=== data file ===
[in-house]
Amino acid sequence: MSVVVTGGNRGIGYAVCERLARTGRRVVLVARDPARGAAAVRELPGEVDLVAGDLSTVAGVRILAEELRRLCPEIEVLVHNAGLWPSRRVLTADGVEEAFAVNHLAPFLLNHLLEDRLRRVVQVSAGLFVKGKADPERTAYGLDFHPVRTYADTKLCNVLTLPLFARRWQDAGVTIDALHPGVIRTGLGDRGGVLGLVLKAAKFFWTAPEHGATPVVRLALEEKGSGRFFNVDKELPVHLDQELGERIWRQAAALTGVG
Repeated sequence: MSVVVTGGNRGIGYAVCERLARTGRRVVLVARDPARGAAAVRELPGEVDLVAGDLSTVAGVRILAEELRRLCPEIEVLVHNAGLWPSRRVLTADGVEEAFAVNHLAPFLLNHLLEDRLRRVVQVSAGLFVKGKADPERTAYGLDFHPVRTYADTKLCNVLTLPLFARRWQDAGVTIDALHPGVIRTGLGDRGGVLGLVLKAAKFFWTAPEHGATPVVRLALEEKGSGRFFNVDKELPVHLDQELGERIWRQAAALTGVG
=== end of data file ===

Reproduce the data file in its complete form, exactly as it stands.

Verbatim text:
[in-house]
Amino acid sequence: MSVVVTGGNRGIGYAVCERLARTGRRVVLVARDPARGAAAVRELPGEVDLVAGDLSTVAGVRILAEELRRLCPEIEVLVHNAGLWPSRRVLTADGVEEAFAVNHLAPFLLNHLLEDRLRRVVQVSAGLFVKGKADPERTAYGLDFHPVRTYADTKLCNVLTLPLFARRWQDAGVTIDALHPGVIRTGLGDRGGVLGLVLKAAKFFWTAPEHGATPVVRLALEEKGSGRFFNVDKELPVHLDQELGERIWRQAAALTGVG
Repeated sequence: MSVVVTGGNRGIGYAVCERLARTGRRVVLVARDPARGAAAVRELPGEVDLVAGDLSTVAGVRILAEELRRLCPEIEVLVHNAGLWPSRRVLTADGVEEAFAVNHLAPFLLNHLLEDRLRRVVQVSAGLFVKGKADPERTAYGLDFHPVRTYADTKLCNVLTLPLFARRWQDAGVTIDALHPGVIRTGLGDRGGVLGLVLKAAKFFWTAPEHGATPVVRLALEEKGSGRFFNVDKELPVHLDQELGERIWRQAAALTGVG